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Islamic Radicals On March In Somalia

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Exposing The Lexicon Of The Anti-Somaliland Camp


Anthony Mitchell

Nairobi , Kenya, October 7, 2006 – Resting a hand on one of two pistols stuffed into his waistband, Aden Hashi Ayro, military commander of the Islamic movement that is advancing across Somalia, fits the part of a radical revolutionary perfectly.

Increasingly, as his forces seize town after town in southern Somalia, the once reclusive Mr. Ayro is taking a public role. His emergence is a signal that radicals in the movement are gaining the strength to put their anti-Western, antimodern stamp on Somalia.

Mr. Ayro, who is in his 30s and allegedly received al-Qaida training in Afghanistan, has been linked by United Nations officials to the murders of 16 people, including BBC journalist Kate Peyton. Counterterrorism officials also believe he was involved in plotting to blow up an Ethiopian airliner.

He has never been photographed and until recently was rarely seen in public. He stepped from the shadows last week in Kismayo, Somalia, to address hundreds of his fanatical gunmen who had just seized the strategic port without firing a shot.

Islamic forces have captured almost all of southern Somalia’s strategic and economic centers, making them the de facto authority in the nation and sidelining the virtually powerless Government.

The fighters are under a loose alliance of Islamic courts, some more radical in their interpretation of Koranic law than others. With the courts has come a semblance of order after 15 years of civil war but the strict and often severe interpretation of Islam espoused by some in the movement raises memories of Afghanistan’s Taliban. They have brought public floggings and executions of criminals to the capital, Mogadishu.

Western governments say it is too early to tell if the moderates in the Islamic council or hardliners like Mr. Ayro will emerge on top.

“There is an ostrich-like sense of denial here,” US-based counterterrorism expert Peter Pham said, adding that the moderates could not compete because the hardliners controlled the guns. “What we have here is a dangerously radical movement.”

Mr. Ayro potentially was the most dangerous of them, Mr. Pham said. He claimed Mr. Ayro was the courts’ go-between with al-Qaida and said the terrorist group was looking to take advantage of Somalia’s strategic location in Africa, bordering the Middle East.

Mr. Ayro had a much clearer link to international terror than the Islamic group’s leader, Sheikh Hassan Dahir Aweys, he said.

The US Government accuses Sheikh Aweys of links to al-Qaida. But analysts also say he is the only one who can avoid a disastrous war because he has enough military might to persuade more hardline elements, such as Mr. Ayro, to accept a power-sharing deal with Somalia’s cornered Government.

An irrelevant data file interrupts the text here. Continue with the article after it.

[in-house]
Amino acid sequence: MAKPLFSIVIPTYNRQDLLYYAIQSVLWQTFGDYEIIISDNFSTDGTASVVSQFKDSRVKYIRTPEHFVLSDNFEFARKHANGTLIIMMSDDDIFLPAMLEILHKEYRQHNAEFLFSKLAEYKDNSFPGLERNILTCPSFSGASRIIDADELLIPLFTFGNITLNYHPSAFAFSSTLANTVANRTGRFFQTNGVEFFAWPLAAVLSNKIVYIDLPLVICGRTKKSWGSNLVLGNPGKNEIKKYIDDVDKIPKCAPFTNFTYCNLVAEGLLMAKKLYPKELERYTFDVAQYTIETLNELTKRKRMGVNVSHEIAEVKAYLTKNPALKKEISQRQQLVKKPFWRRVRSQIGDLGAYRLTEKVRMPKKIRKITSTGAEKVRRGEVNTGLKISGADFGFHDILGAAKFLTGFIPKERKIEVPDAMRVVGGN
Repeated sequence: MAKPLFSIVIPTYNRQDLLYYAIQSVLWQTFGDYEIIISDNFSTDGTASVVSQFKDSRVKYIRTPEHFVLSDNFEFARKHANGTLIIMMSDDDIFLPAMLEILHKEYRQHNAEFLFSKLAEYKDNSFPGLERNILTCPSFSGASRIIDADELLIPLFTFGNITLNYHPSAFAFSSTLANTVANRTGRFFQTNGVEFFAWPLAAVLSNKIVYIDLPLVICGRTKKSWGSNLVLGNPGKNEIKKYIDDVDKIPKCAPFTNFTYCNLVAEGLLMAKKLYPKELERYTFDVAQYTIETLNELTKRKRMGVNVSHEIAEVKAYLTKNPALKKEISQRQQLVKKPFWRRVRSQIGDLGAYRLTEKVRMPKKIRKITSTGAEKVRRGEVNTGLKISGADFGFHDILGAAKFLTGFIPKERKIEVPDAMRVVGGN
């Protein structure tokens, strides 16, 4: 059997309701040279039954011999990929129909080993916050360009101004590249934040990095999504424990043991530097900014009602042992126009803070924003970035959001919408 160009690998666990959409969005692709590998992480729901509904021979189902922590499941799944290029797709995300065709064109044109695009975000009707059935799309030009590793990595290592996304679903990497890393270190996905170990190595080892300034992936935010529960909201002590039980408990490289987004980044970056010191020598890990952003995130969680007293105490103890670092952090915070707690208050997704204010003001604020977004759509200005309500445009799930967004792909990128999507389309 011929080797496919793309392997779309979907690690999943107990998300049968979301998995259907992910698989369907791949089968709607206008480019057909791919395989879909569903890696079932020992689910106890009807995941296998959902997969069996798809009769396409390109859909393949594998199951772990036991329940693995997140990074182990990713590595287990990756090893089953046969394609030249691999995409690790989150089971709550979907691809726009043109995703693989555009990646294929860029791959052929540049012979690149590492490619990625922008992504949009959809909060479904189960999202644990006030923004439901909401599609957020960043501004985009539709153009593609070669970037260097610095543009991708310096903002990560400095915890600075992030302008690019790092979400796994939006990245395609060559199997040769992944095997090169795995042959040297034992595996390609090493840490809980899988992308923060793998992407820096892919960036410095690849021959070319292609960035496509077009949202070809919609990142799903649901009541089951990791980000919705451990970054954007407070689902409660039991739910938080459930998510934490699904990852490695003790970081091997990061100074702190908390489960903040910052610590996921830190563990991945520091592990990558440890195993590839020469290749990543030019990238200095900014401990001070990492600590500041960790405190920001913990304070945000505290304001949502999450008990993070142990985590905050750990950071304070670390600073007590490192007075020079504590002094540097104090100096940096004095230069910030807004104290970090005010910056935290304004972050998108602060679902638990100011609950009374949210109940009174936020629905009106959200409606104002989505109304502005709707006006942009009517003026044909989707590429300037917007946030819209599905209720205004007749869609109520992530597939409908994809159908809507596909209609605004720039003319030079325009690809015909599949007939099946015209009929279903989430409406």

Mr. Ayro’s 3000 radical cadres, known as The Youth, appear to be spoiling for a fight. UN reports indicate that 200 anti-aircraft missiles were shipped into Somalia in March for the Islamic group despite an arms embargo.

Foreign Muslim fighters — reportedly from Chechnya, Pakistan, Afghanistan, Lebanon and Eritrea — have joined the fray. In Kismayo, Mr. Ayro was the first official in the movement to acknowledge the long-rumored presence of foreign fighters.

Dahir Rayale Kahin, President of Somaliland, which declared independence from Somalia in 1991, said the region was seeing a radicalization of the moderate, Sufi-inspired Islam that had dominated Somali culture for centuries.

Fanaticism may have been behind the assassination on September 17 of an Italian nun, a longtime medical worker in Somalia who was shot dead in Mogadishu.

A day later, Somalia saw its first car-bombing, a failed attempt on Abdillahi Yusuf Ahmed, President of the transitional Government. The Government blames both attacks on Islamic radicals.

With or without the specter of Islamic extremism, the Horn of Africa is already a tinderbox. Tensions between Ethiopia and Eritrea are simmering over a border conflict and have spilled over into Somalia. Ethiopia, with a big Muslim population, is fearful of a neighboring fundamentalist state.

Kenyan-based regional analyst Matt Bryden said: “I am afraid we are sliding towards a regional conflict with states lining up on different sides of the divide.”

Mr. Pham said that, without immediate international diplomacy, the radicals’ takeover of Somalia could prove as costly as the failure to deal with the Taliban’s rise in Afghanistan.

“Failure to invest a small amount in stability and security in this country will reap a devastating cost later,” he said. “That is the lesson we have all learned from 9/11.”

Source: WST 'The West Australian'

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